Skip to main content

After Gaza, Hamas and Fatah back to bickering

The coming months will test whether Fatah and Hamas leaders can effectively manage reconstruction in Gaza and make advances toward an independent Palestinian state.
An official Israeli sign from the Civil Administration in Charge of the Government Property, placed in the West Bank near the Israeli Beitar Illit (R) settlement, states that the area is state land and trespassing is not allowed, near the Palestinian village of Wadi Fukin, on September 4, 2014. Israel over the weekend said it would expropriate 400 hectares (988 acres) of Palestinian land around Bethlehem, and allowed 45 days for any appeal. AFP PHOTO / AHMAD GHARABLI        (Photo credit should read AHMAD G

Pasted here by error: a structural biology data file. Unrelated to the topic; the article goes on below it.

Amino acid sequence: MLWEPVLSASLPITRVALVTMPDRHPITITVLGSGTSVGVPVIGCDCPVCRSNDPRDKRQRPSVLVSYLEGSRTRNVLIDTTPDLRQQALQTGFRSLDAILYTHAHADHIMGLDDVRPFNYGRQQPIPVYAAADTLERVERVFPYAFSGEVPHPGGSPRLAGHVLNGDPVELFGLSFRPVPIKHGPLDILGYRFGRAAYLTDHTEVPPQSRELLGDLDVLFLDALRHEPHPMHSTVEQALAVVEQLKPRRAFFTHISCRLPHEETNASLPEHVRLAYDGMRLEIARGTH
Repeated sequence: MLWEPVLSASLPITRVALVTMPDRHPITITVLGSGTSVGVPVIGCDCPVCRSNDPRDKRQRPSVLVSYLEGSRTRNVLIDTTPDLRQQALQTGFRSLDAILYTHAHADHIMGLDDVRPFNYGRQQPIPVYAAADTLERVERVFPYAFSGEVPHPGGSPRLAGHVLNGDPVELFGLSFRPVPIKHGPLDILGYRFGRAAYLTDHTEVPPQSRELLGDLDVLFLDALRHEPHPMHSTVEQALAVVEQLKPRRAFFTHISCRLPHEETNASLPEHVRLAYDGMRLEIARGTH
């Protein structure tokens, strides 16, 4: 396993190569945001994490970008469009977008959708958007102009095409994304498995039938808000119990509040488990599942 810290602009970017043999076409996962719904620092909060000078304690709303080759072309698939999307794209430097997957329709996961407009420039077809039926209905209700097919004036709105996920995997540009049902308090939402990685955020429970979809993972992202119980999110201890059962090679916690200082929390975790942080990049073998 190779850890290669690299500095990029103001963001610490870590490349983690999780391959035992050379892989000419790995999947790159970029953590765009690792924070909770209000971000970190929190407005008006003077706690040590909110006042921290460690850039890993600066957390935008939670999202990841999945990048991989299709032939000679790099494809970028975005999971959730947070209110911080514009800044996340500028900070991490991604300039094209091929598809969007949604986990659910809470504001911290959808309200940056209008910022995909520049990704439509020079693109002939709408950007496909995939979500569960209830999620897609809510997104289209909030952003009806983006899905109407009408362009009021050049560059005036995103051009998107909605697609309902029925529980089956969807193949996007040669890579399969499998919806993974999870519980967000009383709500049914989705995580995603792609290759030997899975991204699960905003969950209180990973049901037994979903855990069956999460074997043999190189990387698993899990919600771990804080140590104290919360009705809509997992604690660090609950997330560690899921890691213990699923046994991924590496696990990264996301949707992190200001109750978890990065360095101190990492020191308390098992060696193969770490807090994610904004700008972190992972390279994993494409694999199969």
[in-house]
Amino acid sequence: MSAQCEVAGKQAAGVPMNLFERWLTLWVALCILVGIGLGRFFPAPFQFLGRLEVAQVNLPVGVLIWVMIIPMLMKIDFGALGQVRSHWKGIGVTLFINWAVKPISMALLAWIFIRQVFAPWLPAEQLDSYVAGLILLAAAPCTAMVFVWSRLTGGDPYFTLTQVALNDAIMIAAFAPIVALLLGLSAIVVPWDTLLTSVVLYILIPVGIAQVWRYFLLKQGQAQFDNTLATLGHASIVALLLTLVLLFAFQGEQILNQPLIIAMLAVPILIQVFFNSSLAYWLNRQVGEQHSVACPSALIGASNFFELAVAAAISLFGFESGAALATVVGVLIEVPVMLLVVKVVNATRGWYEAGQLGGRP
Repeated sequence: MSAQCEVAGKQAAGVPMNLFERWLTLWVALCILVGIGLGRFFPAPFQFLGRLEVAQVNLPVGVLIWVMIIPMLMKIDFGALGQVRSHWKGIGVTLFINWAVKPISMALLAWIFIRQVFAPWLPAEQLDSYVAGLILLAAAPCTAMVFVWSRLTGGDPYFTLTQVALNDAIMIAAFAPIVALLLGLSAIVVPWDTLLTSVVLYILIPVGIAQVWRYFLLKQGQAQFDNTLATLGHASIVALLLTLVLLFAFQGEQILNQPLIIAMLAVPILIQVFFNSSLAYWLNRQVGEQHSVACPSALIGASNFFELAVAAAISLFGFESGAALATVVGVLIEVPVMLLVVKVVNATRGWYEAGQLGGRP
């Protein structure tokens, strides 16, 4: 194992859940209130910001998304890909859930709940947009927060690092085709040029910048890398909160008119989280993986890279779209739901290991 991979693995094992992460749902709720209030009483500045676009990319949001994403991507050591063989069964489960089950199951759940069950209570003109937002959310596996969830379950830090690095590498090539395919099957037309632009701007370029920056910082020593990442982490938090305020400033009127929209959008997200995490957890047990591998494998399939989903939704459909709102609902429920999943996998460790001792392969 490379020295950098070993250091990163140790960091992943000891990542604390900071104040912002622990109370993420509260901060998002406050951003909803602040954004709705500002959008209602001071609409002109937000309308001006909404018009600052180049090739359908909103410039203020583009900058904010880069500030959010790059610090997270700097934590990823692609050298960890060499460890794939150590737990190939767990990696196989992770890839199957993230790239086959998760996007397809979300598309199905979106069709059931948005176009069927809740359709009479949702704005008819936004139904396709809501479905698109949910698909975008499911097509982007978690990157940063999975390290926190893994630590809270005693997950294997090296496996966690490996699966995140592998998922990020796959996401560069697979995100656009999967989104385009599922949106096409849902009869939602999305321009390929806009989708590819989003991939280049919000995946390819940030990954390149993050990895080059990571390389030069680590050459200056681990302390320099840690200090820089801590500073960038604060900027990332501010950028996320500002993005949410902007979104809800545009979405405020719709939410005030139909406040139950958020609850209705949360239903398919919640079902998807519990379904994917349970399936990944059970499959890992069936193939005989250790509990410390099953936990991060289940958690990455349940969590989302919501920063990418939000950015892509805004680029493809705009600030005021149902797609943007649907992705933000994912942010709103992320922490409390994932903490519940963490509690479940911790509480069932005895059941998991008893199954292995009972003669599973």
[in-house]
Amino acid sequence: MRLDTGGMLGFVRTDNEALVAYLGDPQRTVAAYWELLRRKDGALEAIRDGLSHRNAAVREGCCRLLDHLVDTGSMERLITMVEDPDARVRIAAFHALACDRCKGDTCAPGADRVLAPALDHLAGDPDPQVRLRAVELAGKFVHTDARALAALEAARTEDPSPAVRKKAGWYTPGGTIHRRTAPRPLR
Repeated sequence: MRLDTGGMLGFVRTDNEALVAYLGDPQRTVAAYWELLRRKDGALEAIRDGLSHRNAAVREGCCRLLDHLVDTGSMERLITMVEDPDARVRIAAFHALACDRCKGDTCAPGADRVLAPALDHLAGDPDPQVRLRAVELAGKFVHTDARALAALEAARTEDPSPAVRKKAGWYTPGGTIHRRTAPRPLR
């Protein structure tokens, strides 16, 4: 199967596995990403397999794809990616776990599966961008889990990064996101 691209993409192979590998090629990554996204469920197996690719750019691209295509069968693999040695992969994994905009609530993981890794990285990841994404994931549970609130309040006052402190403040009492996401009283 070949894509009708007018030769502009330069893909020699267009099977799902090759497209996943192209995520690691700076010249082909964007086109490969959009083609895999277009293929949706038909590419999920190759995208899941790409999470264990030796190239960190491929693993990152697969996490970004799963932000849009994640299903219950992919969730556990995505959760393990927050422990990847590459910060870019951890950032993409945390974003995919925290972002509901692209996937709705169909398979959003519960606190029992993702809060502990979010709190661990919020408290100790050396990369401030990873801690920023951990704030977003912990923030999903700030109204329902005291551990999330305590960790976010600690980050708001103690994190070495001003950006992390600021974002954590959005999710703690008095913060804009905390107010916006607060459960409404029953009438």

It seems as simple as pushing a button. Palestinian-Israeli politics have shifted from the Gaza Strip to the West Bank, as if the 51-day war against Gaza never happened. One week after the announcement of the permanent cease-fire by Palestinian President Mahmoud Abbas, Israel is back to confiscating Palestinian lands for settlements, Jewish religious zealots are infiltrating Al-Aqsa Mosque in Jerusalem and Palestinian internal bickering is back to its prewar level.

How did the situation change so fast? What happened to all the rhetoric about the need to double down and find a political solution to the Palestinian conflict? How can Israel get away with making the biggest land grab in 30 years? Does the fact that US-Israeli relations are at an all-time low allow or encourage such behavior?

Access the Middle East news and analysis you can trust

Join our community of Middle East readers to experience all of Al-Monitor, including 24/7 news, analyses, memos, reports and newsletters.


Only $100 per year.